Building a good bank: digital bank Tandem granted licence

By Madhvi Mavadiya | 2 December 2015

Disruption continues to threaten traditional players in the banking industry as challenger banks begin to dominate the financial stage and digital retail banks, such as Tandem, are granted banking licences.

Founded by Ricky Knox, founder of Azimo and Matt Cooper, co-founder of Capital One, Tandem has been granted authorisation by the Bank of England to operate and will now be regulated by the Financial Conduct Authority (FCA) and the Prudential Regulation Authority (PRA).

Knox comments on how Tandem’s vision for retail banking is to “build a good bank” and to take advantage of the digitalisation of the banking industry. “For too long, traditional banks have made money at their customers’ expense. We want to build a bank that challenges this model by putting our customers’ interests first,” Knox explained.

The next step for Tandem is to develop their technology platform to be able to offer services online. Alongside this, new recruits such as Michael Amato, a non-executive member of Santander UK, joined the Tandem board this month.

The emergence of new banks has grown rapidly since the launch of Metro Bank in London in 2010 and recently, rival Atom Bank was also granted a license and Spanish bank BBVA invested £45 million into the mobile-only bank.

Metro Bank was the first new retail bank in the UK for 150 years, CityAM explores, but there are currently around 20 banks in the pre-application stage with the Bank of England for authorisation for high street lending.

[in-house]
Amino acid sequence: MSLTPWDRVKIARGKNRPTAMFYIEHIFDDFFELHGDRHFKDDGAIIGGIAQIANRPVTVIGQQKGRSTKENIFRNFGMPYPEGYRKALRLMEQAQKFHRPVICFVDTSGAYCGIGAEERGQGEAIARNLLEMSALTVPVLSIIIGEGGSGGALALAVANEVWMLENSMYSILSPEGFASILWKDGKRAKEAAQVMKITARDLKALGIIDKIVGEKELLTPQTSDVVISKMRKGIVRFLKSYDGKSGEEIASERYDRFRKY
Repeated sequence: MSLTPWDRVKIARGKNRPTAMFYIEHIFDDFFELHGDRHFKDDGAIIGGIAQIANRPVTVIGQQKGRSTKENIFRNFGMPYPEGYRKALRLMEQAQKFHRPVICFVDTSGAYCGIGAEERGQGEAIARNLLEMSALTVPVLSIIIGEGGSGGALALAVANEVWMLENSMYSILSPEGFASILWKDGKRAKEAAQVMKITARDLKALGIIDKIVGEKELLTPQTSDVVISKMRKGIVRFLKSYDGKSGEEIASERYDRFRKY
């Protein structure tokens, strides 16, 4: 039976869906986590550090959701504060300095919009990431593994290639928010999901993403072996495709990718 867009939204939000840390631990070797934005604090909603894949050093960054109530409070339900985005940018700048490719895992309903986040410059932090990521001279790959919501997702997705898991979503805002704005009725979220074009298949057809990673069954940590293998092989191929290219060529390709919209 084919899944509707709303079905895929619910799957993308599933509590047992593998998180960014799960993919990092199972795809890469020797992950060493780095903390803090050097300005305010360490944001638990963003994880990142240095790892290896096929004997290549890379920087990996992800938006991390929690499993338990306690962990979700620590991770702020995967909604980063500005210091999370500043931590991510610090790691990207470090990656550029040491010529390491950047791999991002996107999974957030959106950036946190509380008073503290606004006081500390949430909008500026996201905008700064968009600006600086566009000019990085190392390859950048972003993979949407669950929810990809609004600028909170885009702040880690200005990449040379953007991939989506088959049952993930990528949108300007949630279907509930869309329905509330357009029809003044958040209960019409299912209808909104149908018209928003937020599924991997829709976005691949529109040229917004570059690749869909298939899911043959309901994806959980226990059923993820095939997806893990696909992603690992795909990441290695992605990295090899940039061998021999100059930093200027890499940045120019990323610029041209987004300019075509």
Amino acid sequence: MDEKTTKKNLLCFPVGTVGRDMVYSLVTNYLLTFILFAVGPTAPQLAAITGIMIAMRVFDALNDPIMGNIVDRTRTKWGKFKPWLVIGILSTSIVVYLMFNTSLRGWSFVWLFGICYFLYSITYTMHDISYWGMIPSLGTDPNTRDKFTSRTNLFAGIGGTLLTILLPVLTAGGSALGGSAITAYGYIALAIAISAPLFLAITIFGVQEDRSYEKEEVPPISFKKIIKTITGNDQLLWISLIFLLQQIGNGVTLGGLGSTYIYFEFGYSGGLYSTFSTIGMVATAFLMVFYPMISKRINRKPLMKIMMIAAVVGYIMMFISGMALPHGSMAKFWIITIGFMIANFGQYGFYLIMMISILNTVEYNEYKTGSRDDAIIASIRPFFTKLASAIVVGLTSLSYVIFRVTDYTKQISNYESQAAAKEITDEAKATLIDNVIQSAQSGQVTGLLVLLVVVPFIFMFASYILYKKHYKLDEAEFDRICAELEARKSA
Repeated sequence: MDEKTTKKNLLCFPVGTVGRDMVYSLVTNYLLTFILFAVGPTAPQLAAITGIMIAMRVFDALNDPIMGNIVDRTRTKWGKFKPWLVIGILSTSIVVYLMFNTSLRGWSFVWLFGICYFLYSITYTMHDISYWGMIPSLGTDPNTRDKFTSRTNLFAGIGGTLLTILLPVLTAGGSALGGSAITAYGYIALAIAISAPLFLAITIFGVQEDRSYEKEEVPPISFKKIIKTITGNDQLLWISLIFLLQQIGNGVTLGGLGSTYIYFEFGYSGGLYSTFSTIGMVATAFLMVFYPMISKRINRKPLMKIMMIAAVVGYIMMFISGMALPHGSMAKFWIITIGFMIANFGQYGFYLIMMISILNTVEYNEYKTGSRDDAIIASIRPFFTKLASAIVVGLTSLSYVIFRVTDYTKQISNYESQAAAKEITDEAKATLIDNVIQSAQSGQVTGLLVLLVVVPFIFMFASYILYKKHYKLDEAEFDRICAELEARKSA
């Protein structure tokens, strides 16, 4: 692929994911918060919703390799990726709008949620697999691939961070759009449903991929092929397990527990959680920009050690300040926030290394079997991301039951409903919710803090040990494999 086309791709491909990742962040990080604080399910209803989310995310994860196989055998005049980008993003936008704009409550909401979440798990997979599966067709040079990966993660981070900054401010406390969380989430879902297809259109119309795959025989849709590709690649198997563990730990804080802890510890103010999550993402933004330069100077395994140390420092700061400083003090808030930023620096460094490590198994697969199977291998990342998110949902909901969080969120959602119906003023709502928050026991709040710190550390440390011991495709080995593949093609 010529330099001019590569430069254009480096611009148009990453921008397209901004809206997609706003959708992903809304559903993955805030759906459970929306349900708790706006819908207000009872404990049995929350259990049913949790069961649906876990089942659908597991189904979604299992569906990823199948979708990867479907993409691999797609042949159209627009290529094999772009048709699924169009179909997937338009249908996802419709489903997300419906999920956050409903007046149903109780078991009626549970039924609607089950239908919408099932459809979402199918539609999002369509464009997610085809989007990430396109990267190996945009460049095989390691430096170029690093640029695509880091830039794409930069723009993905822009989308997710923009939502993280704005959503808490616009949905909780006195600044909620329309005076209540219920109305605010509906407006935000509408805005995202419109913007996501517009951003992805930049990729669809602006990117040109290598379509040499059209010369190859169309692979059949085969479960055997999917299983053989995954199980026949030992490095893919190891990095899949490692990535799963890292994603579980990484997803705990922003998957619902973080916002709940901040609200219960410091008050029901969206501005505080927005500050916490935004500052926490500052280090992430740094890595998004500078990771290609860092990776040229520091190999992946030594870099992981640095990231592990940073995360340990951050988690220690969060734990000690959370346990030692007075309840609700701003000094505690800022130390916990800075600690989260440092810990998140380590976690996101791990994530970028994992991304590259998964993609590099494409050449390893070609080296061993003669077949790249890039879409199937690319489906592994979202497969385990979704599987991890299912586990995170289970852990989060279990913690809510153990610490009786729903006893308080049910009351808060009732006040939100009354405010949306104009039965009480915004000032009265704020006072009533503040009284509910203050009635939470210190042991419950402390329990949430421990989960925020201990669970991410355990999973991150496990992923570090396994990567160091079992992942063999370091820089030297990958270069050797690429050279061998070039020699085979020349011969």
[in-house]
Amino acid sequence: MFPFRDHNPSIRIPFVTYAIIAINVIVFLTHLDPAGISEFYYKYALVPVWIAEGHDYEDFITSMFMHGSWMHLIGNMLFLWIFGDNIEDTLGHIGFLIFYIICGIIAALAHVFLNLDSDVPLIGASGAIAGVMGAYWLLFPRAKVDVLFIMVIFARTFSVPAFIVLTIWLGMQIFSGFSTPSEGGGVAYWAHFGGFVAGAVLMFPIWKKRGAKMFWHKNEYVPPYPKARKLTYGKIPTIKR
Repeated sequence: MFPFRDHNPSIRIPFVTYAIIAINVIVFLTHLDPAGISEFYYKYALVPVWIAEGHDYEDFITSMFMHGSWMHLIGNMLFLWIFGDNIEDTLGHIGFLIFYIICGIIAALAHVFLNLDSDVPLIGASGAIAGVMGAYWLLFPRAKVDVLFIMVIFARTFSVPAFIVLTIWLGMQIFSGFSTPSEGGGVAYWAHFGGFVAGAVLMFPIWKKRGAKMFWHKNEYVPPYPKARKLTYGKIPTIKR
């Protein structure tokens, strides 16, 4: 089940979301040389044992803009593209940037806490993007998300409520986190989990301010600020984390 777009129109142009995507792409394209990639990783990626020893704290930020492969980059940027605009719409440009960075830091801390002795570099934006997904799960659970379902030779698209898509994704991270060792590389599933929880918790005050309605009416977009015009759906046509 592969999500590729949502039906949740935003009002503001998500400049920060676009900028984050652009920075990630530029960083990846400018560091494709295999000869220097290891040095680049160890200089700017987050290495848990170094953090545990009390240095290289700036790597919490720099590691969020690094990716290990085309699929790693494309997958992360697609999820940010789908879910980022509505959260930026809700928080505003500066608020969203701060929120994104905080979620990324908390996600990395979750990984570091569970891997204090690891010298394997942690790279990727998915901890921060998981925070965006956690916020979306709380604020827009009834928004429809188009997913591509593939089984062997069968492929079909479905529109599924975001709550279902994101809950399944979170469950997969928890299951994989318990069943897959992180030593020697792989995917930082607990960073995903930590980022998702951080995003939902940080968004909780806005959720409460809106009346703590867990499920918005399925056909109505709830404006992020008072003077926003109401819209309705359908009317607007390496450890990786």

As a new player, Tandem will not be a member of the mass market, but will focus on mobile and internet based services market, Anthony Duffy, director of retail banking, UK & Ireland at Fujitsu, explained. “Tandem is the latest of a growing list of new entrants to the retail banking market. It should be welcomed, as innovation in this sector is being driven by these new and adventurous organisations. Seeing how the new entrants progress is making retail banking a very interesting market to watch.”

According to CityAM, the UK government intends on bringing 15 new banks to the high street before 2020, despite little progress being made on the account switching front, as the government have been pressuring the high street banking market to become more competitive.

2016 could see the introduction of a new price comparison tool for the high street banking industry, following on from earlier this year when the Competition and Markets Authority ruled out ending free if in-credit banking, CityAM reported.

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